How to Live Out the Union with Christ (Rm 6:12-14)
The fact that we have died to sin in Christ doesn’t mean that we don’t have to fight against sin anymore. We must still fight.
Paul said,“Therefore do not let sin reign in your mortal body so that you obey its evil desires. Do not offer any part of yourself to sin as an instrument of wickedness, but rather offer yourselves to God as those who have been brought from death to life; and offer every part of yourself to him as an instrument of righteousness. For sin shall no longer be your master, because you are not under the law, but under grace.” (Rm 6:12-14)
That’s how we live out our union with Jesus. As Jesus died to sin, we should die to sin and not allow it to rule over us again. As Jesus offered His life to God, we should also offer every part of ourselves to Him.
Paul’s teaching is that, since we can now choose between obeying sin or obeying God, we must decide to obey God. In this passage, Paul urges us not to do two things.
First, “Do not let sin reign in your mortal body” (Rom 6:12). And second, “Do not offer any part of yourself to sin as an instrument of wickedness” (v 13).
These teachings are important because even though sin cannot rule over us anymore, it is still waging war within us. So, we are not to let the remaining force of sin seize control of us in any way by obeying our sinful desires.
These are the things we shouldn’t do. However, that’s not all. Paul also discusses the things that we should do to fight against sin.
Paul encourages believers to do two things that are the opposite of the things we are not to do. First, “offer yourselves to God,” to live with and for and like him. And second, “offer every part of yourself to him as an instrument of righteousness.”
That’s how we join in the death of Jesus. It’s to crucify our sinful nature. And, that’s also how we join in the resurrection of Jesus. It’s to completely offer ourselves to God and use our bodies for God’s righteousness and His glory. It means that in every aspect of our lives—our thoughts, words, and actions—we follow God’s will, not our own ways. That’s how we live as true Christians, united with Jesus.
It’s impossible for us not to sin because of our weaknesses and sinful nature. Sin still has a powerful influence on our lives.
Nevertheless, we shouldn’t leave room for sin. We shouldn’t think, ‘it’s okay to sin because God will forgive me again.’ We shouldn’t use God’s forgiveness and grace to make up for our sins. That makes God’s grace cheap. God doesn’t freely give us His grace to give us comfort for our sins.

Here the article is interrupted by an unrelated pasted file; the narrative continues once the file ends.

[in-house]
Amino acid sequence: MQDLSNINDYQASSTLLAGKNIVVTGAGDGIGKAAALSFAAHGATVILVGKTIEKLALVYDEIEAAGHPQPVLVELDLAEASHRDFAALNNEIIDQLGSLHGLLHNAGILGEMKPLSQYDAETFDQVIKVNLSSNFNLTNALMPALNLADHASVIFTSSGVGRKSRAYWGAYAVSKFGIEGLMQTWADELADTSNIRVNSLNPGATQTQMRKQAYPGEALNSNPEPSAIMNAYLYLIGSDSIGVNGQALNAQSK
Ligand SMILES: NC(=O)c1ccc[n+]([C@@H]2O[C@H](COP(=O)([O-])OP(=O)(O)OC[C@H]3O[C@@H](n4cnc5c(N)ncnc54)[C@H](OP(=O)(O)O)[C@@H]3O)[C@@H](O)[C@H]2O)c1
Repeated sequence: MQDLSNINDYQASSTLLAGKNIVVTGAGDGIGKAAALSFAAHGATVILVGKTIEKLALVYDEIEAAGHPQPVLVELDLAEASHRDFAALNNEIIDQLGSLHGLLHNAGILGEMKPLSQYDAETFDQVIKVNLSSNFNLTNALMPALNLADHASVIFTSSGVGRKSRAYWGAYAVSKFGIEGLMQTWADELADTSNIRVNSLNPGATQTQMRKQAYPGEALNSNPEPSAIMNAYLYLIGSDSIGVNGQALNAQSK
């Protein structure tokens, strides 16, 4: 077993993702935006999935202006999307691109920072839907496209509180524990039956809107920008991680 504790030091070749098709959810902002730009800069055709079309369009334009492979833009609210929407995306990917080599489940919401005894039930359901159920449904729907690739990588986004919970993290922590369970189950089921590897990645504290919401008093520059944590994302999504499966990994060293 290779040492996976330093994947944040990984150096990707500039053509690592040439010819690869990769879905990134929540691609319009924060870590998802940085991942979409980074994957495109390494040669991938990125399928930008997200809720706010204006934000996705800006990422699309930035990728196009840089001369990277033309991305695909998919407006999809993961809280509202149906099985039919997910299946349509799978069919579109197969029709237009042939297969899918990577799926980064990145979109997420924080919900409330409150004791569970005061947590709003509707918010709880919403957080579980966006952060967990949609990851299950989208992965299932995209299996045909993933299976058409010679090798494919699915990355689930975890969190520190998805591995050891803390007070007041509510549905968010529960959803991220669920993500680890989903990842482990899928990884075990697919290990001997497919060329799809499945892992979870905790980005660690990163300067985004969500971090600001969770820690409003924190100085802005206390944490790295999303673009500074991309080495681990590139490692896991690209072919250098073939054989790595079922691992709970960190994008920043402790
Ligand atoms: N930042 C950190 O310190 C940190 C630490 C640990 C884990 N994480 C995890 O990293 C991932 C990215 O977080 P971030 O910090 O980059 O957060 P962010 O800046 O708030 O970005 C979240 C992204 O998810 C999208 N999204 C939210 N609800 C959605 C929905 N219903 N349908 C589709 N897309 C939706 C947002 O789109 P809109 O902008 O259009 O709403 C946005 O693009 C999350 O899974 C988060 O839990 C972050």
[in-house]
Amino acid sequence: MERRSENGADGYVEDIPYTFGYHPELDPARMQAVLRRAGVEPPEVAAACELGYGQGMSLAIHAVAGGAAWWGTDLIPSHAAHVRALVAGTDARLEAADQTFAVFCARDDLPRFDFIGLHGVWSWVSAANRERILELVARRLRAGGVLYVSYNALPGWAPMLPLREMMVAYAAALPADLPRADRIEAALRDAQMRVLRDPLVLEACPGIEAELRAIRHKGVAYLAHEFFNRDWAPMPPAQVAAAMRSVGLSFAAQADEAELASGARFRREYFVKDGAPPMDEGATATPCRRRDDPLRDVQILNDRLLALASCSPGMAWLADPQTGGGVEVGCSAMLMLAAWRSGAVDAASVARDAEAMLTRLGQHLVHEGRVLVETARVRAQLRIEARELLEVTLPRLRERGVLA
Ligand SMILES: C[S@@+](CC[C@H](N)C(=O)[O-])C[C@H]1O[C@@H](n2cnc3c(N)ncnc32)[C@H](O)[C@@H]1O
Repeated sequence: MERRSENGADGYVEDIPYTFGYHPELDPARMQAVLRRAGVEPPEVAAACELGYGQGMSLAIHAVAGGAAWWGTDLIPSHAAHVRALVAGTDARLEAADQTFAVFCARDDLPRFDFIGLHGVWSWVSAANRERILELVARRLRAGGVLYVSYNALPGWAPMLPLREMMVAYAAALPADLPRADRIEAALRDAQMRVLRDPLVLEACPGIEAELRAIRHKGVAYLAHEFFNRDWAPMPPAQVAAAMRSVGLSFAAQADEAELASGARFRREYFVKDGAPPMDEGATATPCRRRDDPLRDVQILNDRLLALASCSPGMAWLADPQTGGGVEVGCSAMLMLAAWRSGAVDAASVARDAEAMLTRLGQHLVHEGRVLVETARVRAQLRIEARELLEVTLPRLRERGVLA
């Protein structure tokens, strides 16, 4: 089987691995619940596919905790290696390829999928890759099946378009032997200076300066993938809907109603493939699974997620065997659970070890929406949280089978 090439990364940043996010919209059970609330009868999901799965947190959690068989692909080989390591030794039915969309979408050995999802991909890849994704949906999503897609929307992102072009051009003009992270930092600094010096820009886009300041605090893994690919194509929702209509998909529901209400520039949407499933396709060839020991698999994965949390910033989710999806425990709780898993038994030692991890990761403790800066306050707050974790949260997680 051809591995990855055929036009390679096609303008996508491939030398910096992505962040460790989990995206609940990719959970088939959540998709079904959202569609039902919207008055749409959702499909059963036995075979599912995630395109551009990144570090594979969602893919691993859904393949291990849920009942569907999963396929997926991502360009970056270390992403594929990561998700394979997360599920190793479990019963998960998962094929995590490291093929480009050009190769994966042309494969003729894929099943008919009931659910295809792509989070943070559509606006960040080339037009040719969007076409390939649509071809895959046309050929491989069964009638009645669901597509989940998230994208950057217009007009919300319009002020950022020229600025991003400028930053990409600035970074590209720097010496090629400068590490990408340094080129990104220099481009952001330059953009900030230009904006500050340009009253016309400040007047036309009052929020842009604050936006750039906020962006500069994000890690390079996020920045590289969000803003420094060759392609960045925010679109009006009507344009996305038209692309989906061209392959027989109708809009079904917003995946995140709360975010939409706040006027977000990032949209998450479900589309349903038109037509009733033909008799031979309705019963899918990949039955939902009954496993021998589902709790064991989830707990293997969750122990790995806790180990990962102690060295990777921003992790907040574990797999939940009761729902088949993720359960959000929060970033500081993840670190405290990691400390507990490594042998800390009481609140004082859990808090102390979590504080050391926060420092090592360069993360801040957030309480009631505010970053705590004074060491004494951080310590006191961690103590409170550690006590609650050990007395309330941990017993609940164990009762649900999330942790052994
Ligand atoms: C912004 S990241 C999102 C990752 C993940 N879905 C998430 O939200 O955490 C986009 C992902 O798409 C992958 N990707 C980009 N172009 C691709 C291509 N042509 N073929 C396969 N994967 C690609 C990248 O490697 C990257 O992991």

Rather, He paid an enormous price to give us His grace and free us from sin. If we really know how enormous a sacrifice Jesus made to save us from our sin, we won’t think to go back to our former lives or to use God’s grace for our own comfort. God’s grace is not something that makes up for our sin, but is the strongest weapon we use to fight against sin.
The only attitude we should take against sin as Christians is to fight against it. The more we continue to fight this good fight of faith against sin, the more we’ll become like Jesus.
Slaves to sin OR Slaves to God (Rom 6:15-23)
In this passage, Paul developed the meaning of our union with Christ—it’s to become a slave of God.
Paul starts this section by asking,
“Shall we sin because we are under grace? By no means!” (Rm 6:15)
That’s a warning to those who insist that Paul’s doctrine of justification by faith produces more sin by making Christians insensitive to sin and leading them to use God’s grace to make up for their sins.
In reply to this absurd assertion, Paul addressed the concept of being a slave to something. Paul already said in verse 14, “sin shall no longer be your master” (Rom 6:14). For sin to rule over us means that we serve it as our masters and we’re slaves to it.
When we were united with Christ through faith in Him, our masters changed from disobedience to obedience and from sin to God.
“Don’t you know that when you offer yourselves to someone as obedient slaves, you are slaves of the one you obey - whether you are slaves to sin, which leads to death, or to obedience, which leads to righteousness? But thanks be to God that, though you used to be slaves to sin, you have come to obey from your heart the pattern of teaching that has now claimed your allegiance. You have been set free from sin and have become slaves to righteousness.” (Rm 6:16-18)